Article by: Carlos Po

Photos compiled by: Matthew Seet

Video by: Bernice Delos Reyes, Cristian Ayala, and Tomas Matias

On January 7, 2015, Muslim brothers Cherif and Said Kouachi burst into the offices of Charlie Hebdo, a French satirical magazine both celebrated and notorious for its facetiousness especially concerning sensitive topics such as religion. Armed with automatic weapons and shouting “Allahu akbar” (Arabic for “God is great”), the brothers systematically murdered 12 members of the Charlie Hebdo staff—including the magazine’s editor—and wounded 11 others. 

Four days later, over two million people gathered for a rally of national unity in Paris to honor the slain and celebrate the right to free speech. Soon the words “Je suis Charlie” (French for “I am Charlie”) were heard ubiquitously as expressions of solidarity for these champions of free speech and of mourning for their tragic loss. The magazine’s latest issue will feature the prophet Muhammad holding a sign that reads “Je suis Charlie” along with the words “All are forgiven” floating above his head. 3 million copies of the magazine will be printed for a special commemorative issue, and its cover has already been printed in international publications such as the Washington Post, German Frankfurter Allgemeine, Italian Corriere della Sera, and the UK’s Guardian.

But Senior Cartoonist Bernard Holtrop has an eye-opener to offer about the solidarity many important figures have shown to Charlie Hebdo: “We have a lot of new friends, like the Pope, Queen Elizabeth and Putin. It really makes me laugh. We vomit on all these people who suddenly say they are our friends.” With this rather unexpected sentiment, Holtrop suggests, perhaps rightfully so, that the support the tragedy has amassed seems to be grounded more in its bandwagon appeal than in its invocation for greater protection of fundamental liberties.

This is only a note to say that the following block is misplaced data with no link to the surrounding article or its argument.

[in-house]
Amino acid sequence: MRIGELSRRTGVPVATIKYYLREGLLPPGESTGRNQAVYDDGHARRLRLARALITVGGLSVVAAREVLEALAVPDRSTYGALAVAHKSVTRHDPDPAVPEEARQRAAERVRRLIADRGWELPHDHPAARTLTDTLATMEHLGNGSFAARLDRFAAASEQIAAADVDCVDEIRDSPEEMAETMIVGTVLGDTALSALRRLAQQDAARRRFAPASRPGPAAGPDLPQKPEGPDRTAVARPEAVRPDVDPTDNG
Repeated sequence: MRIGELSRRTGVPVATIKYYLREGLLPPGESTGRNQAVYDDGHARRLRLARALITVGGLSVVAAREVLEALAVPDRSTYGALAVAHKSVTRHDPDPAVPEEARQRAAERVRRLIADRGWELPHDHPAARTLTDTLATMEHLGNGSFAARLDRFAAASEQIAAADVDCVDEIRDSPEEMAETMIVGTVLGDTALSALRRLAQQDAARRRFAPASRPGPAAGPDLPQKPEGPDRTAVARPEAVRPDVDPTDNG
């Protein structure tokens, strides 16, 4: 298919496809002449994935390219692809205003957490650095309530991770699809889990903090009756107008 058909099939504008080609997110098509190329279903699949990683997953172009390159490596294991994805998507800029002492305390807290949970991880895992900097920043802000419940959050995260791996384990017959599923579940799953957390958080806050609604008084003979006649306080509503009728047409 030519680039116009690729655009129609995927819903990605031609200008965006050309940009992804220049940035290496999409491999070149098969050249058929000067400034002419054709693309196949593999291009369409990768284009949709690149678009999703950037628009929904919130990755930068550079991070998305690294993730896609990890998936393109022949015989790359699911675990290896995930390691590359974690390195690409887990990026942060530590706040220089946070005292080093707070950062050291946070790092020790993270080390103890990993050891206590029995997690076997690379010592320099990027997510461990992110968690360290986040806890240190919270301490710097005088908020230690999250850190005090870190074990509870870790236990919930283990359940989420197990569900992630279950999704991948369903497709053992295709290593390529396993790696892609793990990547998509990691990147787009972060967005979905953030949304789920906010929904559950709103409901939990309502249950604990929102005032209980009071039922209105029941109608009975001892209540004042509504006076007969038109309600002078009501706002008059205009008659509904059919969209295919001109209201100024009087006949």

So far, the massacre has proven to be yet another poignant reminder that the price of freedom is eternal vigilance. But it also raises a few questions: is there a fine line between valid criticism of a belief system and pure slander of its followers? If so, where is it and are Charlie Hebdo and its staff guilty of crossing it?

In the past, the publication has been acknowledged to have crossed some lines. In 2005, a newspaper running Charlie Hebdo’s content was found guilty of “racist defamation” of Judaism and the Jewish people, and was ordered by the court to pay a sum to an Israeli-French organization. In a huge 2008 media controversy that drew harsh words from figures such as the French mayor, the French minister of culture, and a venerated French philosopher, a Charlie Hebdo cartoonist, Maurice Sinet, was fired for making offensive anti-semitic remarks in an article and refusing to apologize. Even the newest issue of the magazine may be deemed as crossing the line seeing as its centerpiece is the prophet Muhammad, whose appearance in images is banned by religious law in order to prevent idolatry. So far, the cover has engendered mixed reactions from Muslims: some find it a humbling, conciliatory gesture by the magazine’s editors while others see it as a crude attempt to backtrack the magazine’s long history of portraying the Prophet as a bumbling fool.

Amidst emotionally charged times such as these, it is easy to get lost in polarized and visceral debate but it is important to steer clear of rigid binaries and remain open-minded. For some of us that means conceding that while religious sentiment should be respected, murder is in no way an excusable response. For others it is realizing that while murder is an inexcusable response, caricaturing and mocking religious beliefs goes beyond hurting religious sentiment. It actually negatively shapes our interactions with and perceptions of the related ethnicity—especially when such caricaturing is frequently focused on the same one. Respect for religious sentiment and the freedom of speech do not need to be mutually exclusive and until we can see that, freedom of speech will continue to be threatened and religious sentiment to be hurt.

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